We have some eggs in an incubator right now and they’re about four days away from hatching. We’ve had some incubator issues lately, which I’ll discuss more in a chicken post in a couple of days. But when you have eggs in an incubator, and your power goes off, you better act quickly. In this case we grabbed a bunch of blankets, wrapped up the incubator, and hoped for the best. Our power was only off for three or four hours, but if it had been like the little town close to us and it was off for about 12 hours, then that would have been a different story. More on that later.

        And to add to it, we went up to take a peek at how the livestock were doing, and discovered that the pigs were out. At first it was a serious concern, but like most animals that you feed, with a small can of feed, you can easily coax them where you want them to go. That was a great learning experience.

        Part of what we’re talking about here is how you deal with things. When life is great, and everything is going along well, then it’s easy to deal with life. But we all know it’s not like that everyday. We didn’t lose any animals to flooding. Nobody got hurt. Our chicken pen is in sad shape, but someday it will dry. Overall, we are doing pretty good. It’s easy to deal with things. But the last few days have been excellent practice. Today the power is back on, we don’t have any real issues with our drinking water, the stores are still open, my retirement checks are still coming to the bank, and the shelves are still full of items that people need and don’t need. But tomorrow that could all change. One of us could slip and break a leg. We still have severe weather just a hundred miles west of us and it’s got to go somewhere. So, take advantage of the good days, because someday, maybe someday soon, the days are not going to be good. Practice today while you can. Learn your weaknesses and your limitations. And if you’re of this persuasion, then thank God for what you have.

        We’ll talk more later, Frank

        Why We Are Here

        Hello, Frank here.

        We received an interesting comment on our post, “I Can’t Think of a Thing to Write”, which, by the way, was the post before this one. We’ve been receiving comments from N.W. Illinois for a good while now and I’m going to try to give an accurate assessment to his question. I really don’t know if it’s a him or a her, but I’m going to respond as if it’s a him. Then I don’t have to him-haw around playing semantics.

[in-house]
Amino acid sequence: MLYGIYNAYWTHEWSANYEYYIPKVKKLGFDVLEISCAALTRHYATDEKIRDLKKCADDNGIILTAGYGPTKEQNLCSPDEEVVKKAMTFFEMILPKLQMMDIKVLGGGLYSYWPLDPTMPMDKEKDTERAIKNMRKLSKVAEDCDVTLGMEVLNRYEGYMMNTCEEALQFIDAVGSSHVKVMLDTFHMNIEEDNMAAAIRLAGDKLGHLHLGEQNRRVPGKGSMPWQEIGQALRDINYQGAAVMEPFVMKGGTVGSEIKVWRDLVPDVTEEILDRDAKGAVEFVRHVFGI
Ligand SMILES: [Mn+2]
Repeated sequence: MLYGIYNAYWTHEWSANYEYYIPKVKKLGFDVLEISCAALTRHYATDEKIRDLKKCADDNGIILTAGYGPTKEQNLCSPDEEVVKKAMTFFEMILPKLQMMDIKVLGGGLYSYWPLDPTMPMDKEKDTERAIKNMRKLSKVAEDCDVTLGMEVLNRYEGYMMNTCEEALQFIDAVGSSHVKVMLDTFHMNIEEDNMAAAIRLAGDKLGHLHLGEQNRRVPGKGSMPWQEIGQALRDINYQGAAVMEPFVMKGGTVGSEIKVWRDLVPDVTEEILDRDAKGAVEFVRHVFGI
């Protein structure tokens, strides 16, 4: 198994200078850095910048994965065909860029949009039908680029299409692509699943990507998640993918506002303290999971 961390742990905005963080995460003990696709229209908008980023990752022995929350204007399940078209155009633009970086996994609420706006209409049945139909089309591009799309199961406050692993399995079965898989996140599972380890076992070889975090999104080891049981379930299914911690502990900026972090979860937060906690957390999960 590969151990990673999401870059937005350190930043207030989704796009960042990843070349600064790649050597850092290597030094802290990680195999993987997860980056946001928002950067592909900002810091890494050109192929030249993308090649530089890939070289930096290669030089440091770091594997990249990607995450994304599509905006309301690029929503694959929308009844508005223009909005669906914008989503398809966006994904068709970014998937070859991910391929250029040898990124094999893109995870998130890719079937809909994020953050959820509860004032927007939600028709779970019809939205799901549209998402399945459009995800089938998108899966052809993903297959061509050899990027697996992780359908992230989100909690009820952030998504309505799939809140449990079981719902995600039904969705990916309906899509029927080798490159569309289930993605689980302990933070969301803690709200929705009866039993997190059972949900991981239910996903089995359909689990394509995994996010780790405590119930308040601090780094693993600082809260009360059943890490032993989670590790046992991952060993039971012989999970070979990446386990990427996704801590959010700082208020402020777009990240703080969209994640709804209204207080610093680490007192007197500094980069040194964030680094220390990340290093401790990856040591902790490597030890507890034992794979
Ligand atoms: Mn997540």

His question is, why did we move to southeast Oklahoma. But, here is his comment in it’s entirety. 


        “Hello Fern & Frank, For having nothing to say that was an interesting read. This is N.W. Illinois again, been a while. It’s too cold to plant anything in the ground here. A week ago the ground was covered in snow! Yuck. The weather has improved this week, 65 deg. on Mon. 3/30/15. On the note of something to write, how about telling us why you picked Oklahoma to retire in, what’s the advantages over say N.W. Illinois. Other than the fact our growing season is three months shorter or we have more snow.”


        There are a lot of parts to the answer here, as to why we moved to Oklahoma. So I’m just going to start.

        Fern and I were both born and raised in Texas, but we didn’t know that about each other until we met in Stillwater, Oklahoma. She was

        a normal aged junior, and I was about ten years older and trying college again on a full time basis. What brought us both to Oklahoma State University? Well, Fern’s dad passed away when she was a young child, and in about ninth grade her mother married a man from Oklahoma. His wife had passed away a couple of years earlier. So her mom left her college teaching position and moved to southeastern Oklahoma where her new husband lived. That is how Fern ended up going to Oklahoma State University.

        My case is a little bit different. I’m a big city boy, born and raised. I have pulled two tours in the military, both of them short tours. I had been researching major universities, not located in major cities. Oklahoma State University, OSU, was kind enough to offer me about 36 hours of good solid credits for my military training. So that’s what brought me to OSU. 

        Fern and I met in Biology 101, and just about two years later we got married. A couple of years later we completed our education we started looking for jobs. That started our teaching career in Oklahoma. We worked in Oklahoma for six years, not anywhere close to southeastern Oklahoma. We took jobs in Alaska for one year, came back to Oklahoma, and worked for nine more years. We are still not in southeastern Oklahoma. Then we moved back to Alaska and taught there for eight more years.

        During our sixth year in Alaska ten acres of land became available that was in the vicinity of Fern’s family. It was a nice, pretty, square ten acres, and each summer when we would come down here to visit her folks, we would look at assorted pieces of property. We really didn’t plan on living on this land some day, it just seemed like it was a good investment. Even after we bought the ten acres, we still continued to look at other pieces of property.

        Now, what brought us here? Well, let me back up a little bit. We had also very casually looked at locations in Washington state, Idaho, Montana, Wyoming and Oregon. But there was nothing that ever really flipped our switch. And upon doing a little deeper research, not all, but most of these states have restrictive water rights, and that’s just not something we were looking for.

        But the major reason for not moving to any of these states just mentioned, was the snow and the cold. We had just spent eight years in some climates in Alaska that were, to say the least, extremely bitter and harsh. As a school principal, I had to shovel snow on a regular basis. Then, about my fifth year, I injured my lower back, which I still suffer from that injury today. I knew that I never in my life wanted to shovel snow again.